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  1. Nutrition & Diet Therapy (7th Edition) Specialized Nutrition Support: Enteral & Parenteral Nutrition Chapter 16
  2. Nutrition & Diet Therapy (7th Edition) Need for Nutrition Support • Nutrition support may be required to meet patient’s nutritional needs – Patients often too ill to obtain energy & nutrients by consuming foods – Or illness may interfere with eating, digestion or absorption • Nutrition support: delivery of formulated nutrients by feeding tube or intravenous infusion • Enteral nutrition: supplying nutrients using GI tract, including tube feedings & oral diets • Parenteral nutrition: intravenous provision of nutrients, bypassing the GI tract
  3. Nutrition & Diet Therapy (7th Edition) Selecting a Feeding Route
  4. Nutrition & Diet Therapy (7th Edition) Enteral Nutrition Support • Wide selection of enteral formulas, designed to meet variety of medical & nutritional needs • May be used alone or in conjunction with other foods • Many formulas can provide all of nutrient requirements if consumed in sufficient volume • Classified according to macronutrient composition • Preferred over intravenous feedings Enteral nutrition requires intact & normal GI function
  5. Nutrition & Diet Therapy (7th Edition) Types of Enteral Formulas • Standard formula: for patients who can digest & absorb nutrients without difficulty; contains protein & carbohydrate sources • Hydrolyzed formulas: used for patients with compromised digestive or absorptive functions— macronutrients are partially or fully broken down & require little, if any, digestion before absorption • Disease-specific formulas: designed to meet nutrient needs of patients with particular disorders: liver, kidney, lung diseases, glucose intolerance, metabolic stress • Modular formulas: contain only one or two macronutrients; used to enhance other formulas
  6. Nutrition & Diet Therapy (7th Edition) Enteral Nutrition in Medical Care • Oral use – Supplement diet when food consumption does not meet need – Reliable source of nutrients & energy – Taste important consideration • Tube feedings – Used when patient cannot consume enough food or formula orally – Feeding delivered directly to stomach or intestine • Patients can drink enteral formulas when they are unable to consume enough food from a conventional diet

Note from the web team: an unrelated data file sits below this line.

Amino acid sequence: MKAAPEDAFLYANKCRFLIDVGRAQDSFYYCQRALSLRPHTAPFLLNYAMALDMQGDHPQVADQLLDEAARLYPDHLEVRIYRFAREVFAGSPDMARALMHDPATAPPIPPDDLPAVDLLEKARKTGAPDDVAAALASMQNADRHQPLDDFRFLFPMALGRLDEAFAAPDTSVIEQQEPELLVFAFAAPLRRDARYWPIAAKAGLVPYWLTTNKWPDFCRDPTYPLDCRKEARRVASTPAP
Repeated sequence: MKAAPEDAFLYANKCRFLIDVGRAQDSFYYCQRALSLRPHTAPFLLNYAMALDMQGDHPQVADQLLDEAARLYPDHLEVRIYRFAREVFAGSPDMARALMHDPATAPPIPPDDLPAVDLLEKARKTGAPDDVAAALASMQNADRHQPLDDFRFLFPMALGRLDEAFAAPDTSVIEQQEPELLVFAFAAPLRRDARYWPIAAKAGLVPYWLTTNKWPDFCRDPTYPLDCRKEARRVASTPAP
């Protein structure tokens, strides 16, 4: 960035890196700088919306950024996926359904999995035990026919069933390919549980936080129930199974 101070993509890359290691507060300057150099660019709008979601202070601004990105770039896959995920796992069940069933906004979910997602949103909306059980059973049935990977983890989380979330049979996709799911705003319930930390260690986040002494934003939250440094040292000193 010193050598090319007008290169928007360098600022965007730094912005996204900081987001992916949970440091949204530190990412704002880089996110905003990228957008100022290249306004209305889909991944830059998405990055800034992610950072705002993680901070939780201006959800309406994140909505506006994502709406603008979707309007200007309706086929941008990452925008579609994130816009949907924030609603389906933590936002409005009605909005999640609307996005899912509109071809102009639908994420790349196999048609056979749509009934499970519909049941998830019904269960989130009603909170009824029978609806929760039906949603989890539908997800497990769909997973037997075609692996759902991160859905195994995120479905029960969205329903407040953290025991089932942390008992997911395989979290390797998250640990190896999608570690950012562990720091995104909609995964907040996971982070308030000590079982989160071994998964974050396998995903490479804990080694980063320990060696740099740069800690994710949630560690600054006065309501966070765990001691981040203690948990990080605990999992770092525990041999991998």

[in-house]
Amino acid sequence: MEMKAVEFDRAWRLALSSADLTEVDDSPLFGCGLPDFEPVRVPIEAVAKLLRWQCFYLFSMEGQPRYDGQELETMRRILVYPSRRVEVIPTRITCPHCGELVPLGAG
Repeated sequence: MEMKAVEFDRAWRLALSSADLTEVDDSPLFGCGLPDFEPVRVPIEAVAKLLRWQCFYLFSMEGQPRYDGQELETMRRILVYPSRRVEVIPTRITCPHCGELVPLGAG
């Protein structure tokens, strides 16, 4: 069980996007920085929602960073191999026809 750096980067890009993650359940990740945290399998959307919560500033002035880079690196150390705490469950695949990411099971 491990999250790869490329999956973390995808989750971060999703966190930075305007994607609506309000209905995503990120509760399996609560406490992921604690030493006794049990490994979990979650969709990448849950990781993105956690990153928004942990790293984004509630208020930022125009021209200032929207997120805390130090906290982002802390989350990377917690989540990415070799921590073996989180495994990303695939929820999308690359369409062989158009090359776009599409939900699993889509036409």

7. Nutrition & Diet Therapy (7th Edition) Enteral Nutrition in Medical Care (con’t) • Candidates for tube feedings: – Severe swallowing difficulties – Little or no appetite for extended periods, especially if malnourished – GI obstructions, impaired motility of the upper GI tract – After intestinal resection, beginning enteral feedings – Mentally incapacitated due to confusion, dementia, neurological disorders – Individuals in coma – Individuals with extremely high nutrient requirements – Individuals on mechanical ventilators
  8. Nutrition & Diet Therapy (7th Edition) Enteral Nutrition in Medical Care (con’t) • Feeding routes – Selected on basis of medical condition, expected duration, potential complications of a particular route – Main routes: • Transnasal (temporary) – Nasogastric – Nasoduodenal – Nasojejunal • Gastrostomy • Jejunostomy
  9. Nutrition & Diet Therapy (7th Edition) Enteral Nutrition in Medical Care (con’t) • Formula selected after assessment of the diagnosis, patient’s age, medical problems, nutritional status, ability to digest & absorb nutrients • Nutrition-related factors influencing formula selection – Energy, protein & fluid requirements – Need for fiber modifications – Individual tolerances (food allergies & sensitivities)
  10. Nutrition & Diet Therapy (7th Edition) Enteral Nutrition in Medical Care (con’t) • Administration of tube feedings – Safe handling • Open feeding system • Closed feeding system • Safety guidelines – Review of procedure with patient & family – Verification of tube placement (Xray) – Formula delivery • Intermittent feedings (bulk over 20-40 min) • Continuous feedings (pump) • Bolus feeding (one or several “shots”) • Open feeding system: requires formula to be transferred from original packaging to feeding container • Closed feeding system: formula prepackaged in ready-to-use containers • Intermittent feeding: delivery of prescribed volume over 20- 40 minutes • Continuous feeding: slow delivery at constant rate over 8-24 hour period • Bolus feeding: delivery of prescribed volume in less than 15 minutes